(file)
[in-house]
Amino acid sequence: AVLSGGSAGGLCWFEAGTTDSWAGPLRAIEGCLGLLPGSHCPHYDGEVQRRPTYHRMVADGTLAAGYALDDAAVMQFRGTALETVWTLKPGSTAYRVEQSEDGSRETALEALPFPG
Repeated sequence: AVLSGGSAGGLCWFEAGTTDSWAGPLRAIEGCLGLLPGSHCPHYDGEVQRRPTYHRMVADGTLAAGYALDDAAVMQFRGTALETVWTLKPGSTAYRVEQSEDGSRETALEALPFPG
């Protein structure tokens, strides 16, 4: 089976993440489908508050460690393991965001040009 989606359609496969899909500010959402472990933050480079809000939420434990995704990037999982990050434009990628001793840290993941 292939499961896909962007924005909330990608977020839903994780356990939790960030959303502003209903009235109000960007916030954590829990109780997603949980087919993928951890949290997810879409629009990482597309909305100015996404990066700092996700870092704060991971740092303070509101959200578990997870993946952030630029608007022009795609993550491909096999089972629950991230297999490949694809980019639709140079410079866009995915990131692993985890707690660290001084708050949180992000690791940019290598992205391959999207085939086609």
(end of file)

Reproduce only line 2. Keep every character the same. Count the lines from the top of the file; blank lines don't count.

Amino acid sequence: AVLSGGSAGGLCWFEAGTTDSWAGPLRAIEGCLGLLPGSHCPHYDGEVQRRPTYHRMVADGTLAAGYALDDAAVMQFRGTALETVWTLKPGSTAYRVEQSEDGSRETALEALPFPG